Petanque is a traditional favorite of amateur sportsman in France. But it's only when you travel around French towns and villages that will you pick up on the fact often missing from French tourism guidebooks.
In St. Paul Vence, near Nice, players
compete in a game of petanque
in the village square.
is petanque and how do you play?
(or with the correct French accent, Pétanque), is pronounced "pay-tahnk"
and is one of Europe's most popular outdoor games.
The sport is quickly gaining
an international following and growing in popularity as more people are introduced
to the simplicity and fun of playing.
game is extremely easy to learn but challenging
Anyone who can roll a relatively small steel ball (called a boule)
can enjoy the sport. Preschoolers and their grandparents have an equal chance
to win a match. Families and friends can play together, almost anywhere, without
having to invest in expensive equipment, special uniforms or sports club membership
or rolling a steel ball at a smaller wooden ball (called a cochonnet) or
at an opponent's steel ball to knock it away from the cochonnet is the
basic action in the game. The
simple toss is just the beginning of the technique behind a good petanque match
or in fierce competition in the International Championships.
team has the boule closest to the cochonnet when all the players have finished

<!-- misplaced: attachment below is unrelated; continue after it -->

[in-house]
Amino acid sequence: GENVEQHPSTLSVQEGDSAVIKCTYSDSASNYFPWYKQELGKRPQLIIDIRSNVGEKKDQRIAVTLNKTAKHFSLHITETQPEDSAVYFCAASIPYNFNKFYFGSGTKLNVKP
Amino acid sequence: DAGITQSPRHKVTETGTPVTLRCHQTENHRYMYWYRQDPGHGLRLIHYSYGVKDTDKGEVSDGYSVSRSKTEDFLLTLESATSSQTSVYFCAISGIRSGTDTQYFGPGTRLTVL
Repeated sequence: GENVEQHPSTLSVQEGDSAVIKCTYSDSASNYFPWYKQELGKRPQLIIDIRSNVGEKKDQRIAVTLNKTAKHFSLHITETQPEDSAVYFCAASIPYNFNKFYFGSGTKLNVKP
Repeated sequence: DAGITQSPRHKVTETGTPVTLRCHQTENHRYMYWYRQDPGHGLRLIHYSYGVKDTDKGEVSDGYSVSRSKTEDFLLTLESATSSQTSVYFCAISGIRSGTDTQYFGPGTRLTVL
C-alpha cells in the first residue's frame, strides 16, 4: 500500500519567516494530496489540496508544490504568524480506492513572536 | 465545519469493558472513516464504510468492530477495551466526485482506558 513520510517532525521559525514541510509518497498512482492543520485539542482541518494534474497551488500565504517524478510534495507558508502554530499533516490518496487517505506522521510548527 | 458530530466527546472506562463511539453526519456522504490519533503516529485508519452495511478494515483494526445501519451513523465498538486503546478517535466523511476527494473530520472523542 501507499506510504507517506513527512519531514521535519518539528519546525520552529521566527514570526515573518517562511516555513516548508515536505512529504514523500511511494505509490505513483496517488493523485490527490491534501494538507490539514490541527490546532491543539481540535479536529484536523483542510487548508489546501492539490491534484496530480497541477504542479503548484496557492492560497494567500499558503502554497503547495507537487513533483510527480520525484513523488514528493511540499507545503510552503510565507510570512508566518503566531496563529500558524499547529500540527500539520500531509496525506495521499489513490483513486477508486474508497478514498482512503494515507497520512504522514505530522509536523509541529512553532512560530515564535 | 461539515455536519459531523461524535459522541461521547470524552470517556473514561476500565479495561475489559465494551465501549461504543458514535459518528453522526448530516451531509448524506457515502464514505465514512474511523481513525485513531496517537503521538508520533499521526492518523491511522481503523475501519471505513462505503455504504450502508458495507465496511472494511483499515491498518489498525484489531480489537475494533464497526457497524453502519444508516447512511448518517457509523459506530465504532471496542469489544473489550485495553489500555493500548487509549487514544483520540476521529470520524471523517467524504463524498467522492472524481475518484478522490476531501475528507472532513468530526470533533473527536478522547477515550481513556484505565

throwing wins. Take a look at the video for a more complete explanation of scoring.
origins of the game go back at least as far as the Greeks and Romans The Greeks
used round stones as the boules and the Romans used wooden balls covered with
iron. During the Middle Ages, boules players were called "bouleurs".
golf in Scotland,
Petanque was banned in France during the 14th century. Both Charles IV and Charles
V outlawed the sport which had become such a popular leisure activity for knights
and their ladies that it interfered with training in archery and other more warlike,
the 16th century the game prevailed. Pope Julius II brought together the first
recorded international Petanque competitions. Whether through superior skills,
divine intervention or the inability of anyone to tell the Pope he was wrong...
his team, made up of the top Italian boulers, won in play against the French,
the Venetians and the Spanish!
Italian, boules translates to bocce or boccia. There are two types of Italian
bocce, Volo and Rafa. Volo Bocce is exactly the same as Petanque. Although the
games are very similar, the more popular Rafa Bocce uses composite balls, throws
the ball overhand and has other differences in play and rules.
Learn more about Petanque, one of the favorite worldwide recreational activities
and a very serious sport, with additional info on competitions, organizations,
the sport's origins, the rules, tactics, tips from the pros, how to buy the best
equipment for your game and other little known facts...
More about petanque around the Web:
- Not affiliated with any group, this community site has been up and running for
a decade and is chock full of all sorts of goodies on how to play, how to win,
pictures, videos, links... you name it...
Boule Bleue - Tips from the pros - The site is the home page of a company
that sells equipment for Petanque. The French version works fine, but some of
the English pages are missing. The advice from the pros tips are really helpful
with animated illustrations for shooting and much more. The create
your own boule pages walk you through customizing your own steel balls. Check
out the entire site for great info and resources on the game and it's traditions.
(Pétanque) - Discover France offers a great primer on how to play
the game, what equipment you'll need and how to choose the boules that fit your